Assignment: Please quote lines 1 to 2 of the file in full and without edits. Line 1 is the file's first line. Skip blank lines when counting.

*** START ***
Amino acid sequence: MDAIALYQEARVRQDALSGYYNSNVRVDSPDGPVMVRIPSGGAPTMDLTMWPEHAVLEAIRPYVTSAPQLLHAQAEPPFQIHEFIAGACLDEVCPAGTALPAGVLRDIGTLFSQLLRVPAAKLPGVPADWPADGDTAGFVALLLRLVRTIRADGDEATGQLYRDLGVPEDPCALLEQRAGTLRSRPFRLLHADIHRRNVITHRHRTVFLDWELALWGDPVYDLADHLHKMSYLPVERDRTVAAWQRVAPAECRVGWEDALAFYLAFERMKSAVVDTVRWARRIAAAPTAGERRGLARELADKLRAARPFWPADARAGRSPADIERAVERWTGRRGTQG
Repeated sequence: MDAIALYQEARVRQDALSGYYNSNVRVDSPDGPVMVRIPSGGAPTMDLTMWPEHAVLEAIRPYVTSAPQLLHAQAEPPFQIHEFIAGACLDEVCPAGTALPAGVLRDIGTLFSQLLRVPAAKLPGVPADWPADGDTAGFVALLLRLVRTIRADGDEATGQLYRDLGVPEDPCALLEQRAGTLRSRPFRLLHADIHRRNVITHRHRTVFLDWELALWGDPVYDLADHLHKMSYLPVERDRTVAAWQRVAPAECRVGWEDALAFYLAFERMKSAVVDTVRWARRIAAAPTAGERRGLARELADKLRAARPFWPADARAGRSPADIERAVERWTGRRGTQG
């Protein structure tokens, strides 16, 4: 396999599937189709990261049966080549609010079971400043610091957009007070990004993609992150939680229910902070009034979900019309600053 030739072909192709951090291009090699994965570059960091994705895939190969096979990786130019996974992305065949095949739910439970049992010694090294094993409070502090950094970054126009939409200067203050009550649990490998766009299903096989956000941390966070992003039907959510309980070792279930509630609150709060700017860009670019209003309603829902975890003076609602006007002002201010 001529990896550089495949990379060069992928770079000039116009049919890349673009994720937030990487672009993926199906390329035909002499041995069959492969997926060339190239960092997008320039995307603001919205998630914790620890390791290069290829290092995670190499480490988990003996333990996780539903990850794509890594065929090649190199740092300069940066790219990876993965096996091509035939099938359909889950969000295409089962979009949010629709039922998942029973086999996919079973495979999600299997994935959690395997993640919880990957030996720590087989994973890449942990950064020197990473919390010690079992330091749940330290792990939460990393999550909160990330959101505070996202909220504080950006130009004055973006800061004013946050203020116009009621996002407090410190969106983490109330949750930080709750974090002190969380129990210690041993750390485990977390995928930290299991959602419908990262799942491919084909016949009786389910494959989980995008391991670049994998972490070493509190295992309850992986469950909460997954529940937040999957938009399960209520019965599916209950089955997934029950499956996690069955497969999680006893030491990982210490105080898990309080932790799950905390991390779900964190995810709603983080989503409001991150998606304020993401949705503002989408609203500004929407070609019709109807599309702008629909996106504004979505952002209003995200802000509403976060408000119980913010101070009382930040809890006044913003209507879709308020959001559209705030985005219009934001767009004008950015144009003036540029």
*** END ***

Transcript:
Amino acid sequence: MDAIALYQEARVRQDALSGYYNSNVRVDSPDGPVMVRIPSGGAPTMDLTMWPEHAVLEAIRPYVTSAPQLLHAQAEPPFQIHEFIAGACLDEVCPAGTALPAGVLRDIGTLFSQLLRVPAAKLPGVPADWPADGDTAGFVALLLRLVRTIRADGDEATGQLYRDLGVPEDPCALLEQRAGTLRSRPFRLLHADIHRRNVITHRHRTVFLDWELALWGDPVYDLADHLHKMSYLPVERDRTVAAWQRVAPAECRVGWEDALAFYLAFERMKSAVVDTVRWARRIAAAPTAGERRGLARELADKLRAARPFWPADARAGRSPADIERAVERWTGRRGTQG
Repeated sequence: MDAIALYQEARVRQDALSGYYNSNVRVDSPDGPVMVRIPSGGAPTMDLTMWPEHAVLEAIRPYVTSAPQLLHAQAEPPFQIHEFIAGACLDEVCPAGTALPAGVLRDIGTLFSQLLRVPAAKLPGVPADWPADGDTAGFVALLLRLVRTIRADGDEATGQLYRDLGVPEDPCALLEQRAGTLRSRPFRLLHADIHRRNVITHRHRTVFLDWELALWGDPVYDLADHLHKMSYLPVERDRTVAAWQRVAPAECRVGWEDALAFYLAFERMKSAVVDTVRWARRIAAAPTAGERRGLARELADKLRAARPFWPADARAGRSPADIERAVERWTGRRGTQG